The Democratization of Gaming
On June 4th, my own General Assembly will be co-producing its first conference: the Mobile Gaming Summit. The fairly literal title of the event belies a deeper meaning -- a meaning that speaks to me as well as to General Assembly's mission. In many ways, the Summit should really be called "The Democratization of Gaming Summit", or more broadly, "the re-democratization of application development". I started programming in middle school, building games on my TI-83 calculator while bored in class. Word of mouth was the only way to share applications -- typically games -- and doing so required connecting the two calculators with a special cable. It was hardly a scalable distribution channel, and I can only imagine where Texas Instruments would be today if they had built a robust app store and marketed it to bored hackers in junior high. While Objective C is certainly more challenging than the BASIC* we all learned for the TI-83, the relative openness of the Apple and Android app stores nonetheless represent a remarkable democratization of game development.
Unfortunately, I don't believe there is any secular force ensuring that this trend has to continue. The creation of popular native PC apps fell out of popular reach over a decade ago and hasn't come back. There are a number of reasons for this, but ultimately, the continued democratization of mobile platforms must be in the hands of the platforms' minders -- Apple, Google and to an increasing extent, Microsoft -- to ensure. While I hear a lot of complaining about Apple's strict and often Byzantine app store rules, I think the biggest threats to the democratization of app development come not from top-down restrictions and regulation, but from the sneaky and un-competitive practices of established studios.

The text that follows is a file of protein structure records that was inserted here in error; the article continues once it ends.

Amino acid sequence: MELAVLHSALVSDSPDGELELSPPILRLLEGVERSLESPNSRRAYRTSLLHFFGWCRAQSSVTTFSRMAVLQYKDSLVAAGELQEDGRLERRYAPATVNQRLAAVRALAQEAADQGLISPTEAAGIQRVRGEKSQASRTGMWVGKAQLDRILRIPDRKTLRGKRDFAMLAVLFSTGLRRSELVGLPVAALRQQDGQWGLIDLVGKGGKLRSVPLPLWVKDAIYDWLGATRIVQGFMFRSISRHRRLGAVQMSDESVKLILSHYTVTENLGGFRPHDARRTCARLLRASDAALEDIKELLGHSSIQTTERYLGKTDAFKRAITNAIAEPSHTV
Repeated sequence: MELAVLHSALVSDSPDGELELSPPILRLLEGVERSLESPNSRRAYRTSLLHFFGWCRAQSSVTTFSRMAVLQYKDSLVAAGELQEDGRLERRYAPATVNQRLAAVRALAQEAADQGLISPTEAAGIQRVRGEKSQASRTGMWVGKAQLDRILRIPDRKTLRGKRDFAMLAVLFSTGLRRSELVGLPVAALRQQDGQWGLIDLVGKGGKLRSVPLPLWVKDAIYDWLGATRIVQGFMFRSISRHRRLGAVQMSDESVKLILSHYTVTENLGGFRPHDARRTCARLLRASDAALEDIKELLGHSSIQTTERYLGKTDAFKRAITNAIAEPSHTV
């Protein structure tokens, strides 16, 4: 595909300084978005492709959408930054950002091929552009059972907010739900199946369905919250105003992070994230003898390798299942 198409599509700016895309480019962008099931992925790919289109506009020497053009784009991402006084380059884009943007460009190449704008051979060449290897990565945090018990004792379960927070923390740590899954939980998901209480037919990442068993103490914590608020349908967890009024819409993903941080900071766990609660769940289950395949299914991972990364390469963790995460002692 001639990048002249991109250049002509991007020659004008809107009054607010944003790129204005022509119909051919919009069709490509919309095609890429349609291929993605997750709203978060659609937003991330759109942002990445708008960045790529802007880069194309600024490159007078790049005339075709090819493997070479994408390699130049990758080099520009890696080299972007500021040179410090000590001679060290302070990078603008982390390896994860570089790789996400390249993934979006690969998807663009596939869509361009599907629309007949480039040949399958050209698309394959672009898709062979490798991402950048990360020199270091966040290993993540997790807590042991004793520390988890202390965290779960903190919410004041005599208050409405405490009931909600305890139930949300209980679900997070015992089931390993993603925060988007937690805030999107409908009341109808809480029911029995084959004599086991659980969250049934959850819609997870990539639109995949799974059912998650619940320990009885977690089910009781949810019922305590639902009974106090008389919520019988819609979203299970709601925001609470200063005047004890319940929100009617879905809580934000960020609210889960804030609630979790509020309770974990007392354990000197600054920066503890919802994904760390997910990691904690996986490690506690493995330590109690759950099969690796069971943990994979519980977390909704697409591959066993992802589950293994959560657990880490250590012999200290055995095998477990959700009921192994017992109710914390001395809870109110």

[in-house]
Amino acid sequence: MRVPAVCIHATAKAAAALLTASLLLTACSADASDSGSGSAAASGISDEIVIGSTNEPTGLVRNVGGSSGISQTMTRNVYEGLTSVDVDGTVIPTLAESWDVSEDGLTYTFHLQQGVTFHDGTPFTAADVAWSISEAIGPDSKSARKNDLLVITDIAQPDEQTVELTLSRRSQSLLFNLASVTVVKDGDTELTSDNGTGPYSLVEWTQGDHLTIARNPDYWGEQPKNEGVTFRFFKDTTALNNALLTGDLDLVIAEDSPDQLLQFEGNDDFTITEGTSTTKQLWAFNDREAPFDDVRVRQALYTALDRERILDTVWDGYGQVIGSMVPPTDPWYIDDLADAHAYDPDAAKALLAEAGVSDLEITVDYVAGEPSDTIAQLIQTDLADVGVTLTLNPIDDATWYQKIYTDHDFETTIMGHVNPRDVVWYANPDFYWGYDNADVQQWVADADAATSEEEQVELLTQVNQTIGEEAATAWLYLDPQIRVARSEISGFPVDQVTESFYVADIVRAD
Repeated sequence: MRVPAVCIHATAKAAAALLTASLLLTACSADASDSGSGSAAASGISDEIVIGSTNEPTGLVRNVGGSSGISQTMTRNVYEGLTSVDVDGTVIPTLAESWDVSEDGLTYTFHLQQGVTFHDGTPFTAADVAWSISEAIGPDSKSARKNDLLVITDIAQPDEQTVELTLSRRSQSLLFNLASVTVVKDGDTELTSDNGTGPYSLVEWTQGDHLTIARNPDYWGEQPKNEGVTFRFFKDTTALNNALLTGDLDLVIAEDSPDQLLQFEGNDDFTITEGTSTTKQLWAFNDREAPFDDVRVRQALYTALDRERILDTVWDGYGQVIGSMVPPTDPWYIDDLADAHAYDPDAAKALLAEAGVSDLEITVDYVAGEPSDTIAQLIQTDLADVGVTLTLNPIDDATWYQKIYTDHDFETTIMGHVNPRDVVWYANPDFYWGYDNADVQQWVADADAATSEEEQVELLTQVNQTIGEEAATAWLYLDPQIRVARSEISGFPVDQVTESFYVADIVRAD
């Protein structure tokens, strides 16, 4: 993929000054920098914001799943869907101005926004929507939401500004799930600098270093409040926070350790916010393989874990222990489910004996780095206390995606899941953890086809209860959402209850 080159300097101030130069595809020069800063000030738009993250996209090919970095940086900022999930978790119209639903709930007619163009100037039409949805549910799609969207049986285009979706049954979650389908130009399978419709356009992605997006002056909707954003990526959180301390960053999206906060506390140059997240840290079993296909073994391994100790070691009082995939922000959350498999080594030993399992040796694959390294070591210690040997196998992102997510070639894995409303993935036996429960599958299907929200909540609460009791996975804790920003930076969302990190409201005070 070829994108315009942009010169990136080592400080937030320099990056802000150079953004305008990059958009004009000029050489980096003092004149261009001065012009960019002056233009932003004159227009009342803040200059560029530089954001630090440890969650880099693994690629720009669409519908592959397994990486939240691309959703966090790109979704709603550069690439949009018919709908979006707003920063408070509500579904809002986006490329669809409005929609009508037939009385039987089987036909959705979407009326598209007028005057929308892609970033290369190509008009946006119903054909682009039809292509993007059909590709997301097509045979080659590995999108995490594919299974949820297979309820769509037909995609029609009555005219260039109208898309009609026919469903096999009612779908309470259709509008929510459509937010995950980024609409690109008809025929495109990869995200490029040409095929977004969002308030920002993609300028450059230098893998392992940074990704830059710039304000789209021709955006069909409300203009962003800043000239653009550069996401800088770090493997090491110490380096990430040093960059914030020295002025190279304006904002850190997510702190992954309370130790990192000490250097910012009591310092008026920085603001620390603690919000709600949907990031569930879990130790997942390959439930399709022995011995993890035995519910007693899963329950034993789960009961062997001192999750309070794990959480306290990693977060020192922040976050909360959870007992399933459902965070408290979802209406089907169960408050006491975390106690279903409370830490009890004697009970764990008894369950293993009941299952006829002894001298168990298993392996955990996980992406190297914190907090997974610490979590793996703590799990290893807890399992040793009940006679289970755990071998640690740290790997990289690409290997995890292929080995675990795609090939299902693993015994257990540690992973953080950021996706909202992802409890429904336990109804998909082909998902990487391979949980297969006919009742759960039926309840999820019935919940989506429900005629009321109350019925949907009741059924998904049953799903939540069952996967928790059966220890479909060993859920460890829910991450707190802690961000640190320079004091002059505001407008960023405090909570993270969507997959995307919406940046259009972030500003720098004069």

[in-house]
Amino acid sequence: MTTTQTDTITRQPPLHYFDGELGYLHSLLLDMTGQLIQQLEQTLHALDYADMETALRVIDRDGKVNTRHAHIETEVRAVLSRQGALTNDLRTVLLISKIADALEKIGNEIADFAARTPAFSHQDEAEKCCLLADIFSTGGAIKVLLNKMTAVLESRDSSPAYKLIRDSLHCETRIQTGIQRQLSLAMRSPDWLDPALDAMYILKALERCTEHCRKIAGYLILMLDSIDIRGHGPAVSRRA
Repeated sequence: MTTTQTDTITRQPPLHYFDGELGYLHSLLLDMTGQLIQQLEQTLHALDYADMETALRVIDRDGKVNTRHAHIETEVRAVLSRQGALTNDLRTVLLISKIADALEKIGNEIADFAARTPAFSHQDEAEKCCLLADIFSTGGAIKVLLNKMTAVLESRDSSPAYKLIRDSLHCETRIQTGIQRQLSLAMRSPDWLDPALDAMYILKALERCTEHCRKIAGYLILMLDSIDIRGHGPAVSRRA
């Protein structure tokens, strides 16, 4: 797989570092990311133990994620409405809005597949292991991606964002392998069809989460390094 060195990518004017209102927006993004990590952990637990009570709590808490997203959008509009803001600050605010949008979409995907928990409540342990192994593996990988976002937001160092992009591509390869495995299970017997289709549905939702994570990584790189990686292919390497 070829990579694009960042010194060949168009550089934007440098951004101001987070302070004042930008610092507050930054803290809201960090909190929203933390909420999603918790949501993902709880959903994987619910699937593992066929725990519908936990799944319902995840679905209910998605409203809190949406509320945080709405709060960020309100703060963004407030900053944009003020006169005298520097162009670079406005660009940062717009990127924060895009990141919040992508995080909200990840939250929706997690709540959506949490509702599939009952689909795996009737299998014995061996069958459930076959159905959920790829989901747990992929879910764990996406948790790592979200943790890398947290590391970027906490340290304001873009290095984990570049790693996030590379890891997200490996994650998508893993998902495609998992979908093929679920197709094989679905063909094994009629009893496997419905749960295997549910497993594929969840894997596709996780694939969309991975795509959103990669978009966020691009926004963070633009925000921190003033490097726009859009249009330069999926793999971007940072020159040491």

To give a specific example, it is remarkably easy for well-capitalized developers -- be they established studios or spammers -- can buy good market positioning by purchasing app downloads. To keep competition fair and developers honest, those who control the platforms must put some limits on these practices.
For the rest of us, it's all about education. Apple and Google will do whatever they'll do, but it's on us to make sure that we as developers know the best practices and methodologies of working within the system. That's what the Summit -- and General Assembly's educational offerings -- are all about. Some of the most creative, interesting and transformative products are created when regular people are given the tools to create and the avenues to distribute and monetize those creations. The more regular people know how best to work the system, the cooler stuff we'll be able to create.
And that's why I'm thrilled to be working with the Mobile Gaming Summit. I hope many of you can join us there.
* You also could build TI apps in Assembly, but c'mon.